Bulletproof coffee is the latest trend, but does adding butter and oil to your morning jolt really pack the health punch proponents claim it does?
Colas and coffee appear to have some effect on women’s bone density and could lead to osteoporosis. But tea — even the kind with caffeine — and other sodas do not. And men are not affected at all. Confused? You’re not alone. While scientists have gathered data that links consumption of colas and coffee with loss of … Read More
It’s 2 p.m. and you’re dragging. Get expert tips for overcoming the afternoon slump.
Ah, drinking coffee. Truly one of life’s simple pleasures. But I have some big questions to ask you: Do you add cream or sweetener or do you take it black?
Cleveland Clinic is a non-profit academic medical center. Advertising on our site helps support our mission. We do not endorse non-Cleveland Clinic products or services. Policy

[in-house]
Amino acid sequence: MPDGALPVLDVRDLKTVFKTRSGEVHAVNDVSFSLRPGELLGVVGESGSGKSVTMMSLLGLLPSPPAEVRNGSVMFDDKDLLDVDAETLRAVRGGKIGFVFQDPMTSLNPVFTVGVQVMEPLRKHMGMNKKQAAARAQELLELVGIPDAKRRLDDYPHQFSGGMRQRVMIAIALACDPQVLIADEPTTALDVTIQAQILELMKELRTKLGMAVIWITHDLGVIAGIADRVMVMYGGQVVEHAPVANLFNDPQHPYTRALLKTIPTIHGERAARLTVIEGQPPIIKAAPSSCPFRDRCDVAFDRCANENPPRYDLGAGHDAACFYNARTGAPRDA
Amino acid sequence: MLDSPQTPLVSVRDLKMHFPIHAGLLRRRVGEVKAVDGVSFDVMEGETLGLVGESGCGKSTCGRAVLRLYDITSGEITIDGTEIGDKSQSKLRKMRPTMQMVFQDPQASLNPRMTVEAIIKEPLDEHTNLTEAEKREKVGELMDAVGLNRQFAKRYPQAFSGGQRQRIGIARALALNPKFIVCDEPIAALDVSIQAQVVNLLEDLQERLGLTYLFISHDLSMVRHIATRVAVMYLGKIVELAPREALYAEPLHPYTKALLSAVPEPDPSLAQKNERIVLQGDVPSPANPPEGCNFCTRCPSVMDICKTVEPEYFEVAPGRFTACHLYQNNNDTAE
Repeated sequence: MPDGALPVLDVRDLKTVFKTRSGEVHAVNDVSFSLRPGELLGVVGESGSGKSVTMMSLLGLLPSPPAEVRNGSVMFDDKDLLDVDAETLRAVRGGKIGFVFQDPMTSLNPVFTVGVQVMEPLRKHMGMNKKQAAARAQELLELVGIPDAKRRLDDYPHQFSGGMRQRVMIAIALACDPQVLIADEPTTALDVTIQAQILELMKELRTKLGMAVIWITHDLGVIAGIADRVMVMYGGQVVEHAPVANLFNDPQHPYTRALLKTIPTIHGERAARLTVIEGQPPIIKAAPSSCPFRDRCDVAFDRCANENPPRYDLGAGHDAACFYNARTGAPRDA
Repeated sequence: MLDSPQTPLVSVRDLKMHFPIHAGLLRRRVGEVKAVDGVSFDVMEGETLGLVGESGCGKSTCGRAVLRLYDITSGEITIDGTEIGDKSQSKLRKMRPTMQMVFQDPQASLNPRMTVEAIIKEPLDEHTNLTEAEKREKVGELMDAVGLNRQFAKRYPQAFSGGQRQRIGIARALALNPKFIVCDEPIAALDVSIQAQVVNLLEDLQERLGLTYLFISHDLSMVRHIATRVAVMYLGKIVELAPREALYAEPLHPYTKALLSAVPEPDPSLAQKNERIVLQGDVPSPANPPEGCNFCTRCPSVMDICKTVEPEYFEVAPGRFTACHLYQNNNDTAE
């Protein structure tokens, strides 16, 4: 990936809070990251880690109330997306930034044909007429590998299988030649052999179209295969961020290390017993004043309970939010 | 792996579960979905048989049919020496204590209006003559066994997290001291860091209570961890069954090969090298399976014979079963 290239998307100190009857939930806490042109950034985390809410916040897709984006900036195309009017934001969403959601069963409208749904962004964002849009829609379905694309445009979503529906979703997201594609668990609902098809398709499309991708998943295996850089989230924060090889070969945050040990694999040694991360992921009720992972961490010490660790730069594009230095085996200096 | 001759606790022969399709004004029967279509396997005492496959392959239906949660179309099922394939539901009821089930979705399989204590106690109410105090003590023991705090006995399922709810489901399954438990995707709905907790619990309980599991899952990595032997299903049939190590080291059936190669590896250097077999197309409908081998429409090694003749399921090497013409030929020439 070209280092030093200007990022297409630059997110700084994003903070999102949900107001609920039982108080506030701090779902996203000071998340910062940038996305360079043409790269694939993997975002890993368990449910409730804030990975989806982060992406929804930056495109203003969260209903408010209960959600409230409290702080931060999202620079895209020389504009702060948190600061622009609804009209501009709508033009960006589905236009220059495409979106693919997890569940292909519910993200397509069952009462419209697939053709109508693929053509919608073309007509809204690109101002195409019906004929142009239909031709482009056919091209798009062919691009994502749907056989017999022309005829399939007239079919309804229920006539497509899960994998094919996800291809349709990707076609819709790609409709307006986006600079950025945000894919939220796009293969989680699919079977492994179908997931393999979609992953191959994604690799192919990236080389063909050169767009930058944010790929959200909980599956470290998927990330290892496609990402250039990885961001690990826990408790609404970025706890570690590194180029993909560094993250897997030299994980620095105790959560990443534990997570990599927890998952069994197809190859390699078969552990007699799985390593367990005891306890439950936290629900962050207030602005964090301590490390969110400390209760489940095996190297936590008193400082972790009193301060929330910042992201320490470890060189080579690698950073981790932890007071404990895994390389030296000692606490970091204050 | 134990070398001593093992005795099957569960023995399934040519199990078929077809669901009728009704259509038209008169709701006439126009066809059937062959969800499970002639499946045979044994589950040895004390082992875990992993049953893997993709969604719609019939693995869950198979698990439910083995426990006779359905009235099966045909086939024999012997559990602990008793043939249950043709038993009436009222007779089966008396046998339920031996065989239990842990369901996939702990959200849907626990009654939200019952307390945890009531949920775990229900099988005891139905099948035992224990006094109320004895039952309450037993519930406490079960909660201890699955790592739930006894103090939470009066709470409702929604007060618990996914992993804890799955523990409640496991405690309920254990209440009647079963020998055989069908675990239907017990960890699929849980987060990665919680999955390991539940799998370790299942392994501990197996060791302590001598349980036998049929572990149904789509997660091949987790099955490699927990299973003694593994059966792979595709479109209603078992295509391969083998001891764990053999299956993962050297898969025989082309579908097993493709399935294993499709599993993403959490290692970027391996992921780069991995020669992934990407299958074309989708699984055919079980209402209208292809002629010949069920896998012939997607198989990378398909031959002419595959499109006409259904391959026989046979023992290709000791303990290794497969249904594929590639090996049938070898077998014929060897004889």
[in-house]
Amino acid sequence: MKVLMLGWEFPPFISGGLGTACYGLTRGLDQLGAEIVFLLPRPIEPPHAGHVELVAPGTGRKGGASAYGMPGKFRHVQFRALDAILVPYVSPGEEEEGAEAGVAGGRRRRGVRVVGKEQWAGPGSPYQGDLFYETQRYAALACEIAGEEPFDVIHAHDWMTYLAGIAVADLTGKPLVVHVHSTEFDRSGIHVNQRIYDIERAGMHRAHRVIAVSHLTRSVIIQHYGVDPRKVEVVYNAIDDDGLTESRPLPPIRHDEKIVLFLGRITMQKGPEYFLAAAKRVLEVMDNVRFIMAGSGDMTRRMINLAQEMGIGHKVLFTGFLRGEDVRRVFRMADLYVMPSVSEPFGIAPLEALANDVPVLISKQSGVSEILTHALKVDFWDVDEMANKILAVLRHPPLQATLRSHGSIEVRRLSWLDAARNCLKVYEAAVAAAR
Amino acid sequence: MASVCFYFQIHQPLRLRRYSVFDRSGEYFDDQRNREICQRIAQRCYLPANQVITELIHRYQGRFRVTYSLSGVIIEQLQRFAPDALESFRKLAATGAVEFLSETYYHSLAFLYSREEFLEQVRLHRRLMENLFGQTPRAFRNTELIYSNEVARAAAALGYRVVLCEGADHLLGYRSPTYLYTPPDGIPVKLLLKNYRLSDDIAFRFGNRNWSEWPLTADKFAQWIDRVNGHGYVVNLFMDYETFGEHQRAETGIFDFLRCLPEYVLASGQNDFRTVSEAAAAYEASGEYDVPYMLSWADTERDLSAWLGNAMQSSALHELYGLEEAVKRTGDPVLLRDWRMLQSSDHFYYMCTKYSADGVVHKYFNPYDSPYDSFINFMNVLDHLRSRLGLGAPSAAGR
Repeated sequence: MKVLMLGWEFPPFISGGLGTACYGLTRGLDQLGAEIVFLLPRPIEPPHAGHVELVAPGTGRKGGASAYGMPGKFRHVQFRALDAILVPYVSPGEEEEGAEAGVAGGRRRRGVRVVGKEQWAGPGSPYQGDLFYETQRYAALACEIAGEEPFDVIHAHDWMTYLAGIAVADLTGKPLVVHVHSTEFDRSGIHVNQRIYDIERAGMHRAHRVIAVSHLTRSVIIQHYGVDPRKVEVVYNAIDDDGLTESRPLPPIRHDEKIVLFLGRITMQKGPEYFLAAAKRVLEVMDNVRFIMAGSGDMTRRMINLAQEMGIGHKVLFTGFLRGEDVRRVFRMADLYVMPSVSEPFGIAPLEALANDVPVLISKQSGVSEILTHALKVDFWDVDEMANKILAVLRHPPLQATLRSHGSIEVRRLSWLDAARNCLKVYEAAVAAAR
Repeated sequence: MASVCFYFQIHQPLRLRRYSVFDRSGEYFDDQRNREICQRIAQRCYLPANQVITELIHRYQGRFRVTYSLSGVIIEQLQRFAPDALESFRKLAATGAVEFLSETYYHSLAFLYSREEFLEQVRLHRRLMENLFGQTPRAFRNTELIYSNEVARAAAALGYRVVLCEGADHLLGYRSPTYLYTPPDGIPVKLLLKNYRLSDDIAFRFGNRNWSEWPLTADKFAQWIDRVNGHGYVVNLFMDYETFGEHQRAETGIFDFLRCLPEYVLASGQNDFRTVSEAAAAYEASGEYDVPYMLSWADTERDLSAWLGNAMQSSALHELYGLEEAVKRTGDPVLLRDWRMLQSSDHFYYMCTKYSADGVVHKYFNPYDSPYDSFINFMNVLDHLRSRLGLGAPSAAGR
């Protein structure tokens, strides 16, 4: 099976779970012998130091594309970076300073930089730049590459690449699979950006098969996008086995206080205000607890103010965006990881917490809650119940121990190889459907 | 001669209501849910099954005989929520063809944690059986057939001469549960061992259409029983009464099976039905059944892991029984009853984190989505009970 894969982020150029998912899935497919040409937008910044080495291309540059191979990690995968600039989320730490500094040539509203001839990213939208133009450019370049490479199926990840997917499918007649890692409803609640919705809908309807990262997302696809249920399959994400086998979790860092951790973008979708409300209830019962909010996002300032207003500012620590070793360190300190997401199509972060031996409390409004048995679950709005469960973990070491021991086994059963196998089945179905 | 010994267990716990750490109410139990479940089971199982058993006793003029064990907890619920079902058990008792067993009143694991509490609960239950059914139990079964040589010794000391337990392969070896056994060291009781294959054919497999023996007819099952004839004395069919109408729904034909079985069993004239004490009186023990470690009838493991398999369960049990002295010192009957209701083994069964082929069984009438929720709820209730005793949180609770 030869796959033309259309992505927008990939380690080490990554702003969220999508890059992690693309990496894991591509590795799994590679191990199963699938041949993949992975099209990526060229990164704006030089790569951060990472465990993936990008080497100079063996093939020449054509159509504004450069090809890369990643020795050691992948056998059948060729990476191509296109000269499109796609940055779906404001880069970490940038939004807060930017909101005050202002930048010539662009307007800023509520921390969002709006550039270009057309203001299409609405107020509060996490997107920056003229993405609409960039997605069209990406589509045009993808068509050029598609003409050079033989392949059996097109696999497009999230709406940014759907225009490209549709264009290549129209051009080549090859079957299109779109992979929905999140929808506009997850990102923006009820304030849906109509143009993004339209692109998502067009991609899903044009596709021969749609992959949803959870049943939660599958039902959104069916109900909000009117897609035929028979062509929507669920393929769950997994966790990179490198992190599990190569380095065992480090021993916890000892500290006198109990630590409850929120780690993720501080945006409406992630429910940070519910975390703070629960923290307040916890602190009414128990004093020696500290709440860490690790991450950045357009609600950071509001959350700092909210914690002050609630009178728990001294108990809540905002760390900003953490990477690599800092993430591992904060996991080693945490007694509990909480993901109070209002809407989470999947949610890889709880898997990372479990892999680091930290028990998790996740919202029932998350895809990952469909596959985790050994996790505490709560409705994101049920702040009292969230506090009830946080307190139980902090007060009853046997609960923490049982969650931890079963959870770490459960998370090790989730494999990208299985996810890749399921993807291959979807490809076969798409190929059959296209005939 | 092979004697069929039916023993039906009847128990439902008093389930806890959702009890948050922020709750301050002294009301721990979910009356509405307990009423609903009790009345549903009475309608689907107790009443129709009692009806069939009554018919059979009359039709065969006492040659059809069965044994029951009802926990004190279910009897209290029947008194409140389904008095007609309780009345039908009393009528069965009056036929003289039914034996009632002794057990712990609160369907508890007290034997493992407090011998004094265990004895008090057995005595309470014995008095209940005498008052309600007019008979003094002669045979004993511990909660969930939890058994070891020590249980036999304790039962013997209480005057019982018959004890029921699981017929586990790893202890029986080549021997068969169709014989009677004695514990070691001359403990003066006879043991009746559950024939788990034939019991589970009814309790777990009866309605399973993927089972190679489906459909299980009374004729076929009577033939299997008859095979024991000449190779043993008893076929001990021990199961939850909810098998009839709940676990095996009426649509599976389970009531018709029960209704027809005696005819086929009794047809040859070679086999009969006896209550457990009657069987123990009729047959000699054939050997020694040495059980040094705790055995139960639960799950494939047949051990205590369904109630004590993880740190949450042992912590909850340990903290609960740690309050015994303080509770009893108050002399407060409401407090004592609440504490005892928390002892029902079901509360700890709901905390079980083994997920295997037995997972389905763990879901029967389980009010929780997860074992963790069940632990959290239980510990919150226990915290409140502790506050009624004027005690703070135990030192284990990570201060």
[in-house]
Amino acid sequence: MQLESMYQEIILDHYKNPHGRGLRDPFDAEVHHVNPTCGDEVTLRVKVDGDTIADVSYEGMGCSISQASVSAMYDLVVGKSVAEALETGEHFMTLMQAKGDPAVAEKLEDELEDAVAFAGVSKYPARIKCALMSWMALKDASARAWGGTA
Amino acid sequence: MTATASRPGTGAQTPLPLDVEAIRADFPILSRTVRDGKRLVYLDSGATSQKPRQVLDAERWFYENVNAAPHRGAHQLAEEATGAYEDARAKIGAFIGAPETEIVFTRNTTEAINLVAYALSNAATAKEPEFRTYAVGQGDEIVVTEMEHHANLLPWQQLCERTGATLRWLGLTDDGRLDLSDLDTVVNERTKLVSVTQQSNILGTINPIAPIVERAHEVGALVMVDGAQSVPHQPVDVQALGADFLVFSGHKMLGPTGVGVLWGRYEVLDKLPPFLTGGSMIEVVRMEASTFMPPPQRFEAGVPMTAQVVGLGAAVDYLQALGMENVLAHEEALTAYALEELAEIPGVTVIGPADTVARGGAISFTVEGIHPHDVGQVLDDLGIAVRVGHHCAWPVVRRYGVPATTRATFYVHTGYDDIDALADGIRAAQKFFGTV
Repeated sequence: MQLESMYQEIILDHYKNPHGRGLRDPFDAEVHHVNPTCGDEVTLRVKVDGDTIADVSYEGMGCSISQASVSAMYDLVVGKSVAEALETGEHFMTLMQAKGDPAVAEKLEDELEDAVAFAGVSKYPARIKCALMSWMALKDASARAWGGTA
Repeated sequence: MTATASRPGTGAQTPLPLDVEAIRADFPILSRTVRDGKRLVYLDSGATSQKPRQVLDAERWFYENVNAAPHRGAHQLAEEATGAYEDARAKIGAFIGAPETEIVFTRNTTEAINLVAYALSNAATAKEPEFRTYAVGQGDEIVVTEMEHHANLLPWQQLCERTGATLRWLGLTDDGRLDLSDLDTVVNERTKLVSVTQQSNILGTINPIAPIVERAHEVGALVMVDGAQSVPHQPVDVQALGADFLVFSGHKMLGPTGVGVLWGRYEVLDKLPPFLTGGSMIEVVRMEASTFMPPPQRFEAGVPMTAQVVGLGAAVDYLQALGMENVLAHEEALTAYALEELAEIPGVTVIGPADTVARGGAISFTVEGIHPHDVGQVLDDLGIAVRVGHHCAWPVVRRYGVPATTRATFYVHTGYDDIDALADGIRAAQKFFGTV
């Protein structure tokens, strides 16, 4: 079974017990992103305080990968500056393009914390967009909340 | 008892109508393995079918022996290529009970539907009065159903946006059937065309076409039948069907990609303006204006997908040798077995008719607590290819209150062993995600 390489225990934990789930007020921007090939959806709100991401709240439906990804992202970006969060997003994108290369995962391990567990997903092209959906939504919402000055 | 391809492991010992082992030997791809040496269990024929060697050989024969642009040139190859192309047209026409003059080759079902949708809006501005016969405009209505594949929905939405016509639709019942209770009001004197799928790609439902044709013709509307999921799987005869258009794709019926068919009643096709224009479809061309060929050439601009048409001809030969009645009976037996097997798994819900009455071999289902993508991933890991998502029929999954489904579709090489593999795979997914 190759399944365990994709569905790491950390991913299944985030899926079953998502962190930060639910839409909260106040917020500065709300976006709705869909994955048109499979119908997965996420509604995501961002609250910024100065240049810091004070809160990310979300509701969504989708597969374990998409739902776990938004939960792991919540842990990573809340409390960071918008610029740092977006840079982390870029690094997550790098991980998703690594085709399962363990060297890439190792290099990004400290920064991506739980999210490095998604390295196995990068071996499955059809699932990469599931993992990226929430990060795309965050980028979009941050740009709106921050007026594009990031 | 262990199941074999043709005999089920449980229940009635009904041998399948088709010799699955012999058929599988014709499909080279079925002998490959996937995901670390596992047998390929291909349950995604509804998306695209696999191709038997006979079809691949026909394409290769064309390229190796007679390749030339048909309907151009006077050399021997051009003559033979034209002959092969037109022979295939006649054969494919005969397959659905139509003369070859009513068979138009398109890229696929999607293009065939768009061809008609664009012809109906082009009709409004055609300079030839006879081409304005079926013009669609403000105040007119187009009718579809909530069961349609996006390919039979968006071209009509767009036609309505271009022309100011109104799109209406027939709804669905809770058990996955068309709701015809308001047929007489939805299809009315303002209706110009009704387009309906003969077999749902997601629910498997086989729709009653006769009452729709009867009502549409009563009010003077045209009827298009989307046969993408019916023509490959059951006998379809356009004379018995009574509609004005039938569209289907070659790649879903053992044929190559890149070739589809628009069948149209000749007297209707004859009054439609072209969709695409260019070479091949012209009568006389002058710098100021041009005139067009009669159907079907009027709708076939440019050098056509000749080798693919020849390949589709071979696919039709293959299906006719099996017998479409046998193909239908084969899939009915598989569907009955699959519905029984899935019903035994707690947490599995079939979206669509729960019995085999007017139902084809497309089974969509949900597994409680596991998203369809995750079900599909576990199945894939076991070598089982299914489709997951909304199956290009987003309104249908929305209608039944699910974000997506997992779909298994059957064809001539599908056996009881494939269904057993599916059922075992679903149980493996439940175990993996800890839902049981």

Patients often have questions about the safety of coffee, caffeinated soft drinks and other drinks that contain caffeine. I typically tell them that there have been many studies of caffeine over decades, and to date, the vast majority indicate that there is no adverse effect on heart health with normal doses.
While caffeine consumption levels have not changed among children and adolescents since 1999, the sources of caffeine have, a new study says. Between 1999 and 2010, a steady 73 percent of children ages 2 to 11 consumed caffeine on any given day. But while soda still accounts for the majority of caffeine intake for this … Read More
Do you know how much caffeine you’re consuming? Our experts explain why it matters.
Can coffee cause premature death? Our expert weighs in on the evidence.
Marketing slogans tout green coffee bean extract as a miracle supplement for weight loss. But if you’ve spent time looking at supplements, you’ve probably heard that claim before.
Can coffee cause caner? Our experts look at the evidence of a large study.